About 10 years ago, it seemed like such a new and different thing that a lot of people just stayed away from the cloud because they didn’t understand how it was different.
The environment today has really matured, as have the offerings.
Evo: As more and more industries start to shift towards cloud computing, how does the role of the CIO change to accommodate the shift?
AL: The role of the CIO shouldn’t significantly change. The core of the CIO role, for as long as I’ve been talking to CIOs and championing their role, has been about leveraging technology to better-serve our business, to compete and to do new things for our customers. That’s not changing.
What’s changing is that most CIOs will not be running big, build-and-run IT shops. It’s not about developing and maintaining systems anymore.
Some of the capabilities in their teams will change very dramatically. These highly siloed roles—application development, database administration, etc—are going away and there are new roles coming in that CIOs need to acquire. Some of them are relatively scarce, so they’re struggling with finding and building these skills.
Contract negotiation, for example, is a really core skill for CIOs today. You’ve got to have a team who are really good at understanding what’s being promised in a contract—where’s our data? How do we get it back? How is data being secured? Is our data separated from other organizations’ data?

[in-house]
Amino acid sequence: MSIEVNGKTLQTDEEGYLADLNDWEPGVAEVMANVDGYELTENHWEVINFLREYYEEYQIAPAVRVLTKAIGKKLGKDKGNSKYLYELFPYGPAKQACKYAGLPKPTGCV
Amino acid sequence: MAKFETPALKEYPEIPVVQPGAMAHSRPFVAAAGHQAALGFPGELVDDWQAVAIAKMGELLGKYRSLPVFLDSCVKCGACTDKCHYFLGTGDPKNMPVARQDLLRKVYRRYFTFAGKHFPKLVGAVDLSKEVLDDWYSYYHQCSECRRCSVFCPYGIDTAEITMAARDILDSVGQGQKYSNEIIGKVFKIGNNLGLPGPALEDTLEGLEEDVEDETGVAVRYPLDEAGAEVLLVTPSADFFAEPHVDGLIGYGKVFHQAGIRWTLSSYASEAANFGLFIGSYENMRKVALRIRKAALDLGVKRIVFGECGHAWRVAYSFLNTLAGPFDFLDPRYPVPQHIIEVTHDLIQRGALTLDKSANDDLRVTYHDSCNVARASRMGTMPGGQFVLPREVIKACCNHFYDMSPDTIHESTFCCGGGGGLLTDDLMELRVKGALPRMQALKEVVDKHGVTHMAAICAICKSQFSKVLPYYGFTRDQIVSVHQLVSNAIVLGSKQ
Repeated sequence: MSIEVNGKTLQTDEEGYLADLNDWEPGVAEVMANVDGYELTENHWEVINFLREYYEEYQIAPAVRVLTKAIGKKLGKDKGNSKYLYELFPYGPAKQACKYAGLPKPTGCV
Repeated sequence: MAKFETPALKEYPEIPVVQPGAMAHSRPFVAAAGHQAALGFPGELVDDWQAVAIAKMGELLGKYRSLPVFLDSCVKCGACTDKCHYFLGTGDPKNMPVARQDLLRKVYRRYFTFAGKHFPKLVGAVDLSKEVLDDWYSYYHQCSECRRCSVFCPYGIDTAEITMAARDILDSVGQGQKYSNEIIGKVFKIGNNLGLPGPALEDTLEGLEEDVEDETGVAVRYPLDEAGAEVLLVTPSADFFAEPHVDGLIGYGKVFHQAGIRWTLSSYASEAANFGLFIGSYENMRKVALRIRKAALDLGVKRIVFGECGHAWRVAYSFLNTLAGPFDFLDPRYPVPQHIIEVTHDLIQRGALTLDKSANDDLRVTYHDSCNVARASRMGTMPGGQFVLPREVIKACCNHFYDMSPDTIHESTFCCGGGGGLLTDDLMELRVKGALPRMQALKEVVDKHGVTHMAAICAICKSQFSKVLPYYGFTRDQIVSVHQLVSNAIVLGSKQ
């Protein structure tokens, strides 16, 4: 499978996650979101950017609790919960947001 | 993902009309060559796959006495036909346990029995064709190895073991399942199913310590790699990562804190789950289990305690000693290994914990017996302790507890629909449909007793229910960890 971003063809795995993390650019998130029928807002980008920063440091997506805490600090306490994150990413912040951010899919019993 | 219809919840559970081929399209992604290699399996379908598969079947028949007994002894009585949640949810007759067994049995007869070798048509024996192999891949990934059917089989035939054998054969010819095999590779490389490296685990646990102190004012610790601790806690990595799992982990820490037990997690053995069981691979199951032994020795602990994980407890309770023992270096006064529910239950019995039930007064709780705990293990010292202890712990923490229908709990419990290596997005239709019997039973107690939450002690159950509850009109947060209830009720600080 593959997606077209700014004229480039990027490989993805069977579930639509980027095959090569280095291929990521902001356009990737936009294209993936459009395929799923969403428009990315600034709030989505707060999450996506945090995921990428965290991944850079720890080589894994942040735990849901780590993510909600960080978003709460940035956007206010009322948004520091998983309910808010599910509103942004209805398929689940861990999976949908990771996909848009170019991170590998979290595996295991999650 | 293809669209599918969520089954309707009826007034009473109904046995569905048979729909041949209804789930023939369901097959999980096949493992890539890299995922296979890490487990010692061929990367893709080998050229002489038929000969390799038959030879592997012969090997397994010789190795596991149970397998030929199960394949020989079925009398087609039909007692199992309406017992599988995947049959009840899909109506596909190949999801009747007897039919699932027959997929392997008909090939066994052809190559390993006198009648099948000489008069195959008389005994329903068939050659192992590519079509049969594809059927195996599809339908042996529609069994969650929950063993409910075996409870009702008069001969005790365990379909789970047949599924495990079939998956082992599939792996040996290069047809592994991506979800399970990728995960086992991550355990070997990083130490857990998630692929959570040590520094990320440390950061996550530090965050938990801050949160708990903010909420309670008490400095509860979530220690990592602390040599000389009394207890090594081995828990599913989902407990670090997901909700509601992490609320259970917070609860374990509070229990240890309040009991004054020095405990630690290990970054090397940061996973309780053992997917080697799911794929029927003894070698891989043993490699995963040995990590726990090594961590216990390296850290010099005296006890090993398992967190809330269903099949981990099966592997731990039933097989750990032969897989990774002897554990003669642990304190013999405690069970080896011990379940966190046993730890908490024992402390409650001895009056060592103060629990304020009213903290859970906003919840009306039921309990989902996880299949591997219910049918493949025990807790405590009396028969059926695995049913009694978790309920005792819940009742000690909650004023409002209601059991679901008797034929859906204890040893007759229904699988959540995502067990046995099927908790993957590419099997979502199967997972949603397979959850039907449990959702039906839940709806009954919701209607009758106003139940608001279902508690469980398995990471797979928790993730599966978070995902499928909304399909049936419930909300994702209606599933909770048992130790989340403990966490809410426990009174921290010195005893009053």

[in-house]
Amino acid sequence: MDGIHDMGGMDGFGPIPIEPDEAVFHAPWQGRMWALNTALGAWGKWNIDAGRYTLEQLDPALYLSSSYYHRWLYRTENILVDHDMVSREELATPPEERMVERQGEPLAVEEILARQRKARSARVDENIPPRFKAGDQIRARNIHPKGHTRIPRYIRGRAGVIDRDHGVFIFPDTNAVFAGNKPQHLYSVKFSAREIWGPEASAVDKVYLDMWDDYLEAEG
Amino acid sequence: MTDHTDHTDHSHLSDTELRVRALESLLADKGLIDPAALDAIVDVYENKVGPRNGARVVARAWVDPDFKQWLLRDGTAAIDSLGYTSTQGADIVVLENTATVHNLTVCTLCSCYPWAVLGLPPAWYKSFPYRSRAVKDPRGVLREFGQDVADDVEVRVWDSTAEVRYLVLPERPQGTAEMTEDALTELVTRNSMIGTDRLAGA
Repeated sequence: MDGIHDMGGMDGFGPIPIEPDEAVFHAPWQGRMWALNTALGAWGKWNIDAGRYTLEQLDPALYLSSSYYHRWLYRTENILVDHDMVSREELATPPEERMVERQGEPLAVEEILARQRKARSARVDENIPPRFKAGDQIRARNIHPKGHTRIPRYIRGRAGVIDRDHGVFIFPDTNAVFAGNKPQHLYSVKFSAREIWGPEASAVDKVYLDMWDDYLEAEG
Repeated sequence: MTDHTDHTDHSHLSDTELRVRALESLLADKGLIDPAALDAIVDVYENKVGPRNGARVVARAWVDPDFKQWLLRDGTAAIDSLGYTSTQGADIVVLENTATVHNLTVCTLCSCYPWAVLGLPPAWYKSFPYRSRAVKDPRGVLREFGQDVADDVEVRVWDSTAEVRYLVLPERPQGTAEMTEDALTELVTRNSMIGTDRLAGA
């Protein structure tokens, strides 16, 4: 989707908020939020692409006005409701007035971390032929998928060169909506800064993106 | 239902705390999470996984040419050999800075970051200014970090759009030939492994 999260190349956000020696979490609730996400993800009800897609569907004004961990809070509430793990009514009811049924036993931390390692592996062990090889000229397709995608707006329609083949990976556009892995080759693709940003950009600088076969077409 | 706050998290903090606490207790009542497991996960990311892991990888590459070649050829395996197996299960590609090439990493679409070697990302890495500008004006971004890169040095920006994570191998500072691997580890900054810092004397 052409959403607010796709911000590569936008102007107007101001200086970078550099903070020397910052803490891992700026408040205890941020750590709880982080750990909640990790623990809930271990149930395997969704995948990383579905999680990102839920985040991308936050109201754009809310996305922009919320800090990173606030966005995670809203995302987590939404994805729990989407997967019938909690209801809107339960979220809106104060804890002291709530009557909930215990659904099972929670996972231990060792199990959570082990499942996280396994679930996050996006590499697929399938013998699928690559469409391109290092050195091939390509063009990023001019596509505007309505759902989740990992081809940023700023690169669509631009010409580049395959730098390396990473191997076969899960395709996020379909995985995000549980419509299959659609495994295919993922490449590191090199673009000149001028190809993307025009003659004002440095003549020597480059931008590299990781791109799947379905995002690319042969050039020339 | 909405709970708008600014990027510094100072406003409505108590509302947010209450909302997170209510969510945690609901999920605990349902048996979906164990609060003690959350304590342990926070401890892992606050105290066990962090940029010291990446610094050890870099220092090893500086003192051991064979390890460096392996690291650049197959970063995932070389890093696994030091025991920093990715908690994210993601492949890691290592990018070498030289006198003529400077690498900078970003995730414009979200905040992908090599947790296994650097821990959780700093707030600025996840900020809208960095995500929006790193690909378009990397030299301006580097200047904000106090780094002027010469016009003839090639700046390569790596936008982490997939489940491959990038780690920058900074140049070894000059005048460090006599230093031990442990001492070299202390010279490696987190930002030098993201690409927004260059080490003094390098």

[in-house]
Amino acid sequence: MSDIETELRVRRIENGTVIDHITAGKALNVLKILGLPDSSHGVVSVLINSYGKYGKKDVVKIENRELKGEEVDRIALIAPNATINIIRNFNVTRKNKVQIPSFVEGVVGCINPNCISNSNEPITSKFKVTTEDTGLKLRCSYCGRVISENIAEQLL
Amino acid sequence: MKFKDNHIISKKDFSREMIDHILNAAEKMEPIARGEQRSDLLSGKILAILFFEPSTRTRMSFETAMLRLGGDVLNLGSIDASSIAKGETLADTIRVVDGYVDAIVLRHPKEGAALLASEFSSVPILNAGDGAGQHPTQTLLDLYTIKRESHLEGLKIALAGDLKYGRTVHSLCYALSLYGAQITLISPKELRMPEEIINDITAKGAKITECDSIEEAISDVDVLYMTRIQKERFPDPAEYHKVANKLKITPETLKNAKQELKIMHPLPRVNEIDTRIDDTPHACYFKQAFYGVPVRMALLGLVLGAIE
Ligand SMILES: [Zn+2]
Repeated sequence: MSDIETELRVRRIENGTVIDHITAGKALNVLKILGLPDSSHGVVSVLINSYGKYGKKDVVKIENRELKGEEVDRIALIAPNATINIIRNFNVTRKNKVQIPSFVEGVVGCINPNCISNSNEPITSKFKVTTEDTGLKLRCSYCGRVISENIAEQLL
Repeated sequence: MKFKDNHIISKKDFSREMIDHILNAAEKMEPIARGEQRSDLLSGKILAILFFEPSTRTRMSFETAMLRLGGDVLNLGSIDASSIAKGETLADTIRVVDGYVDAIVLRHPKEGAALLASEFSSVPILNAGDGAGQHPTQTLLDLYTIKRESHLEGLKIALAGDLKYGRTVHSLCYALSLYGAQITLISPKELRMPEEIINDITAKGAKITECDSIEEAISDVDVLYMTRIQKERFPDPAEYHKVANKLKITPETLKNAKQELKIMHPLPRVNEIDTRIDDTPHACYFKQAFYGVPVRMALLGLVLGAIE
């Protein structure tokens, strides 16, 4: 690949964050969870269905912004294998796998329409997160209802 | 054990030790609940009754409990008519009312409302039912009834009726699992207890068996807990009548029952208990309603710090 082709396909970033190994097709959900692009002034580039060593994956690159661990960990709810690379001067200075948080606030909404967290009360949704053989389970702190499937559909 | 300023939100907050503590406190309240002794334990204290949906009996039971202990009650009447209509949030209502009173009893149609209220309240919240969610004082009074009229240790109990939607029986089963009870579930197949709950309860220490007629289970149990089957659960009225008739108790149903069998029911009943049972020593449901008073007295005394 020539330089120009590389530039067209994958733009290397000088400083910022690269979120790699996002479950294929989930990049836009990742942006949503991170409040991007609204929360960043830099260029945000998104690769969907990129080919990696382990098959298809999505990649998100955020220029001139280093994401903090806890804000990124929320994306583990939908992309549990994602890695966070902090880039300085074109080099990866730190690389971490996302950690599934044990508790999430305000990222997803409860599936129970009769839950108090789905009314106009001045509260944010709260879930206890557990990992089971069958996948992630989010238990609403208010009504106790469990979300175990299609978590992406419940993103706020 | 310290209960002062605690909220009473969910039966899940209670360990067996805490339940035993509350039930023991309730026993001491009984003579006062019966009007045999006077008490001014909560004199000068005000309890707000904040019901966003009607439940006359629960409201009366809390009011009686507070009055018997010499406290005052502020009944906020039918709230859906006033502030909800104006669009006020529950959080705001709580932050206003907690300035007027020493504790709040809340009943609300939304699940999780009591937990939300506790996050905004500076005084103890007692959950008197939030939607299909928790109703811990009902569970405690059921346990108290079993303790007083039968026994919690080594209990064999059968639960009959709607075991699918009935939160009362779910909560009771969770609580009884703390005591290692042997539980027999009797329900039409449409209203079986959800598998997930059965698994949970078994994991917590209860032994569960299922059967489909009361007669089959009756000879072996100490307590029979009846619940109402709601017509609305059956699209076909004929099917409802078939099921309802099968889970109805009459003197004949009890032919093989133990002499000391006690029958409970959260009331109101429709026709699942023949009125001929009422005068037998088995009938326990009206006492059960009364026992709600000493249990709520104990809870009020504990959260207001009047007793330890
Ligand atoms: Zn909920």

You also need people who can understand processes end to end. As such, getting rid of those siloes and looking at a service end-to-end from the customer’s perspective is a very different way of operating.
From the CIO’s perspective, the fundamental core of the role is the same. But what that means from the organization in how they build and run their teams is very different.
Evo: How do you think organizations that do not move major administrative systems to the cloud will be impacted over the long term?
AL: The impact of not moving to the cloud really depends on the organization. It’s relatively easy for a smaller enterprise to make the move, but for big, complex organizations with a lot of sunk investments in these big administrative systems it’s going to take longer.
In general, over the long term, most organizations will move these systems because there’s nothing strategic or core about them. But it’s going to take some time.
Evo: Is there anything you would like to add about the business advantages an organization can gain from moving its administrative systems to the cloud?
AL: Our research has shown consistently that there are two major business advantages to moving these systems to the cloud. The first is business agility—the ability to have the business change what it’s doing without having to worry about whether the systems will allow for the change. The second is the ability to collaborate with partners and, as more and more work gets spread out and virtualized. We’re shifting from this model of a value chain into an ecosystem of enterprises where companies are really depending on their partners to serve their customers together. The cloud makes that easier to do. It provides that flexibility for businesses to move more quickly but also to collaborate more effectively.
Those are the top two benefits that our respondents, in the research I’ve been doing with Harvard Business Review, most consistently name.
Author Perspective: Analyst